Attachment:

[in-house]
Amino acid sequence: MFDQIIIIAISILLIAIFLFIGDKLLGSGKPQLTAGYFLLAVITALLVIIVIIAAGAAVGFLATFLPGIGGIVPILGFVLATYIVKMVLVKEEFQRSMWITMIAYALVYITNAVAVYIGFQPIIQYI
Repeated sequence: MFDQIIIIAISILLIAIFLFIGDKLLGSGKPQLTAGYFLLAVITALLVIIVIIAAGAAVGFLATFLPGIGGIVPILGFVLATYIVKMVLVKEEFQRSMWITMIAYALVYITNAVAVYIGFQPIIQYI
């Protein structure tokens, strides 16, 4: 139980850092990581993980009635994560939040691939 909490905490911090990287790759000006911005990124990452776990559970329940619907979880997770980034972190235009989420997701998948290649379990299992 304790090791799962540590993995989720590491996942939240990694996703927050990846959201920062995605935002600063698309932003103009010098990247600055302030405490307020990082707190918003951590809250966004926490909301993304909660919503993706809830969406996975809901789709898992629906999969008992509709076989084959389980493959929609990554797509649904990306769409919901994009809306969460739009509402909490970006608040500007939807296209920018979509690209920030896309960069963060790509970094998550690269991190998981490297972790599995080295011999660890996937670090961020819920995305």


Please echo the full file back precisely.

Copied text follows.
[in-house]
Amino acid sequence: MFDQIIIIAISILLIAIFLFIGDKLLGSGKPQLTAGYFLLAVITALLVIIVIIAAGAAVGFLATFLPGIGGIVPILGFVLATYIVKMVLVKEEFQRSMWITMIAYALVYITNAVAVYIGFQPIIQYI
Repeated sequence: MFDQIIIIAISILLIAIFLFIGDKLLGSGKPQLTAGYFLLAVITALLVIIVIIAAGAAVGFLATFLPGIGGIVPILGFVLATYIVKMVLVKEEFQRSMWITMIAYALVYITNAVAVYIGFQPIIQYI
């Protein structure tokens, strides 16, 4: 139980850092990581993980009635994560939040691939 909490905490911090990287790759000006911005990124990452776990559970329940619907979880997770980034972190235009989420997701998948290649379990299992 304790090791799962540590993995989720590491996942939240990694996703927050990846959201920062995605935002600063698309932003103009010098990247600055302030405490307020990082707190918003951590809250966004926490909301993304909660919503993706809830969406996975809901789709898992629906999969008992509709076989084959389980493959929609990554797509649904990306769409919901994009809306969460739009509402909490970006608040500007939807296209920018979509690209920030896309960069963060790509970094998550690269991190998981490297972790599995080295011999660890996937670090961020819920995305």